When people want to identify the causes of an event, assign credit or blame, or learn from their mistakes, they often reflect on how things could have gone differently. In this kind of reasoning, one considers a counterfactual world in which some events are different from their real-world counterparts and considers what else would have changed. Researchers have recently proposed several probabilistic models that aim to capture how people do (or should) reason about counterfactuals. We present a new model and (...)
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  11.  9
    Rodney A. Brooks,Cambrian Intelligence: The Early History of the New AI, Cambridge, MA: MIT Press, 1999, xii + 199 pp., $21.56 (paper), ISBN 0-262-52263-2. [REVIEW]Christopher G. Prince - 2002 - Minds and Machines 12 (1):145-151.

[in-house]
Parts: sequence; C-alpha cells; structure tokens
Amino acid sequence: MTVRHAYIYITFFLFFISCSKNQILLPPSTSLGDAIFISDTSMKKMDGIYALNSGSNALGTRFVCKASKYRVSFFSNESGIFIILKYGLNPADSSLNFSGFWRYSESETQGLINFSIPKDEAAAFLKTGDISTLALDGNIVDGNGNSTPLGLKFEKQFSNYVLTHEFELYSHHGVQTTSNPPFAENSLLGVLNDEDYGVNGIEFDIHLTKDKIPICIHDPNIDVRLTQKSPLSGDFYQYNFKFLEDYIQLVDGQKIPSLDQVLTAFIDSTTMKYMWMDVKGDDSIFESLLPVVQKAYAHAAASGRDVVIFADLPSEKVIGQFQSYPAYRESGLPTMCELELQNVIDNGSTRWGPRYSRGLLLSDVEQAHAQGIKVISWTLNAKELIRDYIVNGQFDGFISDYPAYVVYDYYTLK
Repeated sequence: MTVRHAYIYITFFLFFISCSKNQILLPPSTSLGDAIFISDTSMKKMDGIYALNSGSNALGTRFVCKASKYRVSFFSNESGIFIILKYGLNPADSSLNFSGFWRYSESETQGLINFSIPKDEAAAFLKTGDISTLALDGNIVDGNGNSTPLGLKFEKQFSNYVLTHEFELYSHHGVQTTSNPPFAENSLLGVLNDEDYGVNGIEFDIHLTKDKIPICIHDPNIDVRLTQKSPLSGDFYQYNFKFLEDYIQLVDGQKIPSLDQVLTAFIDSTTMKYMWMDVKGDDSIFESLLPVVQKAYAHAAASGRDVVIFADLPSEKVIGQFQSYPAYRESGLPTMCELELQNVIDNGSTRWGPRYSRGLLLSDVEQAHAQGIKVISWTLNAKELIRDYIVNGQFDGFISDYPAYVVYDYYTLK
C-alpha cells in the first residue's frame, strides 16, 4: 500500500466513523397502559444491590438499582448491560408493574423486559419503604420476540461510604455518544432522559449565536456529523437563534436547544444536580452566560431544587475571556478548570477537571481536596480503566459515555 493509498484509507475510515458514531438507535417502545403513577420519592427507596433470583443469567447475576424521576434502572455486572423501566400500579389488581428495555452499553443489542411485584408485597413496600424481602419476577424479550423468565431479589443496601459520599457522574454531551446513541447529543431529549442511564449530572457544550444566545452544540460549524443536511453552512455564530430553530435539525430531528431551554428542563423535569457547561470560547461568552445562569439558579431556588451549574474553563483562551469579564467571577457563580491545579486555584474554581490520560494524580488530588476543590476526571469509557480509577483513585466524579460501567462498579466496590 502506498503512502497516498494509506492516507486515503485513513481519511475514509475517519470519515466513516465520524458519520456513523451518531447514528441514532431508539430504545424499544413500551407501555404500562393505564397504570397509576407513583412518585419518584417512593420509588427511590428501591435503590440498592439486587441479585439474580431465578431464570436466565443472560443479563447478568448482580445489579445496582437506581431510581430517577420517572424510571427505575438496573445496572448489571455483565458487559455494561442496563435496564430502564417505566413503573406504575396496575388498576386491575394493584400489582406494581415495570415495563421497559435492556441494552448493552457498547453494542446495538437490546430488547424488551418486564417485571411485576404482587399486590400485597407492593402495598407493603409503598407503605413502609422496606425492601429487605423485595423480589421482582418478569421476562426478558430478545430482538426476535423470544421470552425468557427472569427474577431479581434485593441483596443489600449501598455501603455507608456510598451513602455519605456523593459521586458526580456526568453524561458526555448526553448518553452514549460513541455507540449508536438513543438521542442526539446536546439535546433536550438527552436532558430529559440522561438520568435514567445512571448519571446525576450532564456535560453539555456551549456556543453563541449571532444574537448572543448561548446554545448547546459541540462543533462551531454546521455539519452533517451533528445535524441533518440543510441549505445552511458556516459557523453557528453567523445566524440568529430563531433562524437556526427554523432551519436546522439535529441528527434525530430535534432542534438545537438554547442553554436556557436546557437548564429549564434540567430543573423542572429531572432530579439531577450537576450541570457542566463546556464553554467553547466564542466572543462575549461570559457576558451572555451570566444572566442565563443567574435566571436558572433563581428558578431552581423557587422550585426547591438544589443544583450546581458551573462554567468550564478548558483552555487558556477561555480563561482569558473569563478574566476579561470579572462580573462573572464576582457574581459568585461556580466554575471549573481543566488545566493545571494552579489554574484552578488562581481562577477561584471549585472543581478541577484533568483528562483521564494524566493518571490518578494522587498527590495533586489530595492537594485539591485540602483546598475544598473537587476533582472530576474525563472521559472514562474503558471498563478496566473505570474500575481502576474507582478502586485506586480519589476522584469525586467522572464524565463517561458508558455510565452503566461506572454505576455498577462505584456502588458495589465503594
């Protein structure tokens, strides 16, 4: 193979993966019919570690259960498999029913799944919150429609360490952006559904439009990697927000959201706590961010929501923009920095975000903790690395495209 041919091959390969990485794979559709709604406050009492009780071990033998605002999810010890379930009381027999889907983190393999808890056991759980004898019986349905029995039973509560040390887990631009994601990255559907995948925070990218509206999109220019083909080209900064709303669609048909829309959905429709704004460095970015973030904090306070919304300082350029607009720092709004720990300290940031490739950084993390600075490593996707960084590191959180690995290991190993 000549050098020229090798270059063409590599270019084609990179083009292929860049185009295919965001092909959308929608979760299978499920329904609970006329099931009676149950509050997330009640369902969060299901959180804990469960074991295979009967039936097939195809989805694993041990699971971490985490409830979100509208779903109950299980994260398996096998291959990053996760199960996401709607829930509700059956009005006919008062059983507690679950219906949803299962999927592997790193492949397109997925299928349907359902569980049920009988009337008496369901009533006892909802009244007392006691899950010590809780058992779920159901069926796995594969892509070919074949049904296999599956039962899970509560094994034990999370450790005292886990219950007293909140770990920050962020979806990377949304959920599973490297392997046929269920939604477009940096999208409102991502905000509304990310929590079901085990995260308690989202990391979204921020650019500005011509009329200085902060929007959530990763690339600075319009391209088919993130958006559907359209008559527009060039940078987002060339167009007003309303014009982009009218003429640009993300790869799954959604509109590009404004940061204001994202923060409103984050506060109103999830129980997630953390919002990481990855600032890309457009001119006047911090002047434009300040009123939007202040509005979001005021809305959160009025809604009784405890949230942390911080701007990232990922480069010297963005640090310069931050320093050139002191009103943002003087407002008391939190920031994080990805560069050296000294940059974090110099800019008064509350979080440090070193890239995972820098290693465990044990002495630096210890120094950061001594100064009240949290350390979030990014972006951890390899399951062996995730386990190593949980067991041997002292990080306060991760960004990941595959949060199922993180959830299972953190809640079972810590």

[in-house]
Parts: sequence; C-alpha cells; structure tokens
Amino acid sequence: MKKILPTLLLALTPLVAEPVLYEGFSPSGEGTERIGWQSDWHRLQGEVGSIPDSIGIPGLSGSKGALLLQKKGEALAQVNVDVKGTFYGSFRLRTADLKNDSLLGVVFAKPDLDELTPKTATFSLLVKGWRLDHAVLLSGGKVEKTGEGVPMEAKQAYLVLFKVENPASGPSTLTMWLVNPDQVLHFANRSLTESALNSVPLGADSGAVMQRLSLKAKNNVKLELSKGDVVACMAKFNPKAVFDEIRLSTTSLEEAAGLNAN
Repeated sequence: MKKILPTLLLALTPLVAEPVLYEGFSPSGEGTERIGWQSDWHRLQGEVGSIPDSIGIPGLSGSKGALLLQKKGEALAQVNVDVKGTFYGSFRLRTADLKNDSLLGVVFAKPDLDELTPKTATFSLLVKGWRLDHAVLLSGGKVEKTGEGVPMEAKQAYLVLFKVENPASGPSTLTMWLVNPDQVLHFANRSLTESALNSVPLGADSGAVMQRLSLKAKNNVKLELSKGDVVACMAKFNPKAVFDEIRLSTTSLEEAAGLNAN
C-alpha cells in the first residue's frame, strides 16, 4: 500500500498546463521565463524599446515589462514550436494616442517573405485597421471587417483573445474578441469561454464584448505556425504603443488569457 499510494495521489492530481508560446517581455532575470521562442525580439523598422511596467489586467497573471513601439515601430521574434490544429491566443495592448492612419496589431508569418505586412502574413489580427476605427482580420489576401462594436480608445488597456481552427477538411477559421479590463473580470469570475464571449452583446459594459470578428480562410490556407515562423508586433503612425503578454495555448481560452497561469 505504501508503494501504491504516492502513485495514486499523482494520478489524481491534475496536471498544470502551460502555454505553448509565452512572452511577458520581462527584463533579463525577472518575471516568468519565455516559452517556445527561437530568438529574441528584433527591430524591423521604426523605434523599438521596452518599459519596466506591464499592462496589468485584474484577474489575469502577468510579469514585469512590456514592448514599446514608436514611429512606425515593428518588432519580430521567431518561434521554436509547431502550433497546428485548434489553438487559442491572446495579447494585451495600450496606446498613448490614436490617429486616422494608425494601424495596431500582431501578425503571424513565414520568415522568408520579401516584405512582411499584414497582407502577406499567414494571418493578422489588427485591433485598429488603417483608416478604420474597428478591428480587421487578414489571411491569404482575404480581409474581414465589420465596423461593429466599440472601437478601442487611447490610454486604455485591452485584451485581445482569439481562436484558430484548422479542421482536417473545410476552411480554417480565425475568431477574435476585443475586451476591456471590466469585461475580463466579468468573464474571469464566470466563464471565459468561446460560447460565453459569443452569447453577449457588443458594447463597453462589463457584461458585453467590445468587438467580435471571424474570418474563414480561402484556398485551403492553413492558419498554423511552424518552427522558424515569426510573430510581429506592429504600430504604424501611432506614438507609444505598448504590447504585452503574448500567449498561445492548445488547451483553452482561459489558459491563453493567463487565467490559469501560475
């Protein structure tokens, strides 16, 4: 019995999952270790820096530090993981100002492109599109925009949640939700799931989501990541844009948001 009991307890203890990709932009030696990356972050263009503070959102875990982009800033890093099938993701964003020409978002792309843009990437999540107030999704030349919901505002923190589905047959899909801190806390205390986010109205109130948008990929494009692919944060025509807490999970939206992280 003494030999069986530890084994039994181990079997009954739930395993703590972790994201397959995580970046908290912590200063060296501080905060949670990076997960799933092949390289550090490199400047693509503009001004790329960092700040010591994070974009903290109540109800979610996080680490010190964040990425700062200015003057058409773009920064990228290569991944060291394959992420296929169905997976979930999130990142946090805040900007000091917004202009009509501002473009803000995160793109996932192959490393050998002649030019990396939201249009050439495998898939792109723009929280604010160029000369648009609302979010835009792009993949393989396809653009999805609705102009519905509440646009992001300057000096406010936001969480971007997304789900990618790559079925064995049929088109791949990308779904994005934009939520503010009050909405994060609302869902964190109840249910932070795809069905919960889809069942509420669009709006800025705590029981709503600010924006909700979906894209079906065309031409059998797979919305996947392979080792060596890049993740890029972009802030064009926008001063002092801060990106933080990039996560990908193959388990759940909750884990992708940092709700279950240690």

12.  61
    Humanoid theory grounding.Christopher G. Prince & Eric J. Mislivec - unknown
    In this paper we consider the importance of using a humanoid physical form for a certain proposed kind of robotics, that of theory grounding. Theory grounding involves grounding the theory skills and knowledge of an embodied artificially intelligent system by developing theory skills and knowledge from the bottom up. Theory grounding can potentially occur in a variety of domains, and the particular domain considered here is that of language. Language is taken to be another “problem space” in which a system (...)
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  13. A note on the paradox of the preface.Christopher G. New - 1979 - Philosophical Quarterly 29 (13):341.
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  14.  9
    Elementary Particle Physics in a Nutshell.Christopher G. Tully - 2011 - Princeton University Press.
    The new experiments underway at the Large Hadron Collider at CERN in Switzerland may significantly change our understanding of elementary particle physics and, indeed, the universe.